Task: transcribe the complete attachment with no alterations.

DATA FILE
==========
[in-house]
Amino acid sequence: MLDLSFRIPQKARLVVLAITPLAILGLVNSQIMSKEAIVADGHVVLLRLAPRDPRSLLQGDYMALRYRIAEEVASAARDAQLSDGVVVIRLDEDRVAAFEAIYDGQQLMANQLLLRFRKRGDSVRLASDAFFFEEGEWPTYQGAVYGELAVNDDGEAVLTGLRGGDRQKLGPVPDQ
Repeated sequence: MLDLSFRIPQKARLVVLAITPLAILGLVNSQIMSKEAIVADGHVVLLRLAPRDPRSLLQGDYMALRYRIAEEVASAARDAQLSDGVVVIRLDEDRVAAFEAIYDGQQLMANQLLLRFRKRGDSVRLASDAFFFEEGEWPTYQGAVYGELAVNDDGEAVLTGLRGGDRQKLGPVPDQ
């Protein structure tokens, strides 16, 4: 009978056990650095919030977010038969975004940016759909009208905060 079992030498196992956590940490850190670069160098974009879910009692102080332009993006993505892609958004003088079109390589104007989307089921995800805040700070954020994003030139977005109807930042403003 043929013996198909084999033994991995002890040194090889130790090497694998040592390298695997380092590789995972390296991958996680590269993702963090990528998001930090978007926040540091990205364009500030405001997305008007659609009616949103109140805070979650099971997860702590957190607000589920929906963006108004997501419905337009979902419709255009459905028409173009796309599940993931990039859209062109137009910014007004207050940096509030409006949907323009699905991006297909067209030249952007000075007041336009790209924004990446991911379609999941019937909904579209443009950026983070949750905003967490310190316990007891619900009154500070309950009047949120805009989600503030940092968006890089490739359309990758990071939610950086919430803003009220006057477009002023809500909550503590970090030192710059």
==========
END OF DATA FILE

[in-house]
Amino acid sequence: MLDLSFRIPQKARLVVLAITPLAILGLVNSQIMSKEAIVADGHVVLLRLAPRDPRSLLQGDYMALRYRIAEEVASAARDAQLSDGVVVIRLDEDRVAAFEAIYDGQQLMANQLLLRFRKRGDSVRLASDAFFFEEGEWPTYQGAVYGELAVNDDGEAVLTGLRGGDRQKLGPVPDQ
Repeated sequence: MLDLSFRIPQKARLVVLAITPLAILGLVNSQIMSKEAIVADGHVVLLRLAPRDPRSLLQGDYMALRYRIAEEVASAARDAQLSDGVVVIRLDEDRVAAFEAIYDGQQLMANQLLLRFRKRGDSVRLASDAFFFEEGEWPTYQGAVYGELAVNDDGEAVLTGLRGGDRQKLGPVPDQ
């Protein structure tokens, strides 16, 4: 009978056990650095919030977010038969975004940016759909009208905060 079992030498196992956590940490850190670069160098974009879910009692102080332009993006993505892609958004003088079109390589104007989307089921995800805040700070954020994003030139977005109807930042403003 043929013996198909084999033994991995002890040194090889130790090497694998040592390298695997380092590789995972390296991958996680590269993702963090990528998001930090978007926040540091990205364009500030405001997305008007659609009616949103109140805070979650099971997860702590957190607000589920929906963006108004997501419905337009979902419709255009459905028409173009796309599940993931990039859209062109137009910014007004207050940096509030409006949907323009699905991006297909067209030249952007000075007041336009790209924004990446991911379609999941019937909904579209443009950026983070949750905003967490310190316990007891619900009154500070309950009047949120805009989600503030940092968006890089490739359309990758990071939610950086919430803003009220006057477009002023809500909550503590970090030192710059």